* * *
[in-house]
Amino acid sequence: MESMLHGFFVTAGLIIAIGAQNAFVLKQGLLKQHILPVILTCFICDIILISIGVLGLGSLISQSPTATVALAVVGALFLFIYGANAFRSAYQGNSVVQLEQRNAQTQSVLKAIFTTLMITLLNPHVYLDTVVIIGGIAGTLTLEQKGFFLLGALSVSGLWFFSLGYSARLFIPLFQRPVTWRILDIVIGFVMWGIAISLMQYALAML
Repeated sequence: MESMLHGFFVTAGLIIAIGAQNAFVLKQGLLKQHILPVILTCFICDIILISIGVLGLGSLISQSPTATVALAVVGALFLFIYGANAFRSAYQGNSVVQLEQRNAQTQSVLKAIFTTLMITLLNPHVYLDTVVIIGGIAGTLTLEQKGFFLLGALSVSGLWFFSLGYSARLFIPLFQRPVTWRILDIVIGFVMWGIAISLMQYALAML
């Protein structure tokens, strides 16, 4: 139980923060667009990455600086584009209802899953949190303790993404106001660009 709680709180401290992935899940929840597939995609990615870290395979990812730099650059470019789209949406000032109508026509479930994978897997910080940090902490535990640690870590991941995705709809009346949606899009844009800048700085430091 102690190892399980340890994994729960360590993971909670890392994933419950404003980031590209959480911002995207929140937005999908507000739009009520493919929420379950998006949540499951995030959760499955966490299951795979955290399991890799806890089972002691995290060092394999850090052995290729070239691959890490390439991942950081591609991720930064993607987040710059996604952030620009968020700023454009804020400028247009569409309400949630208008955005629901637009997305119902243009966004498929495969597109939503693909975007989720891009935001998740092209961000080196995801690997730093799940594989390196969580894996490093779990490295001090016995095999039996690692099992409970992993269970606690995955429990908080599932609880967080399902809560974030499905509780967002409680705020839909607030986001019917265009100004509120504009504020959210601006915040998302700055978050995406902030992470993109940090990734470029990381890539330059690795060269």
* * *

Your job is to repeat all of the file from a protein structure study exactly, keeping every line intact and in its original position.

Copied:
[in-house]
Amino acid sequence: MESMLHGFFVTAGLIIAIGAQNAFVLKQGLLKQHILPVILTCFICDIILISIGVLGLGSLISQSPTATVALAVVGALFLFIYGANAFRSAYQGNSVVQLEQRNAQTQSVLKAIFTTLMITLLNPHVYLDTVVIIGGIAGTLTLEQKGFFLLGALSVSGLWFFSLGYSARLFIPLFQRPVTWRILDIVIGFVMWGIAISLMQYALAML
Repeated sequence: MESMLHGFFVTAGLIIAIGAQNAFVLKQGLLKQHILPVILTCFICDIILISIGVLGLGSLISQSPTATVALAVVGALFLFIYGANAFRSAYQGNSVVQLEQRNAQTQSVLKAIFTTLMITLLNPHVYLDTVVIIGGIAGTLTLEQKGFFLLGALSVSGLWFFSLGYSARLFIPLFQRPVTWRILDIVIGFVMWGIAISLMQYALAML
């Protein structure tokens, strides 16, 4: 139980923060667009990455600086584009209802899953949190303790993404106001660009 709680709180401290992935899940929840597939995609990615870290395979990812730099650059470019789209949406000032109508026509479930994978897997910080940090902490535990640690870590991941995705709809009346949606899009844009800048700085430091 102690190892399980340890994994729960360590993971909670890392994933419950404003980031590209959480911002995207929140937005999908507000739009009520493919929420379950998006949540499951995030959760499955966490299951795979955290399991890799806890089972002691995290060092394999850090052995290729070239691959890490390439991942950081591609991720930064993607987040710059996604952030620009968020700023454009804020400028247009569409309400949630208008955005629901637009997305119902243009966004498929495969597109939503693909975007989720891009935001998740092209961000080196995801690997730093799940594989390196969580894996490093779990490295001090016995095999039996690692099992409970992993269970606690995955429990908080599932609880967080399902809560974030499905509780967002409680705020839909607030986001019917265009100004509120504009504020959210601006915040998302700055978050995406902030992470993109940090990734470029990381890539330059690795060269």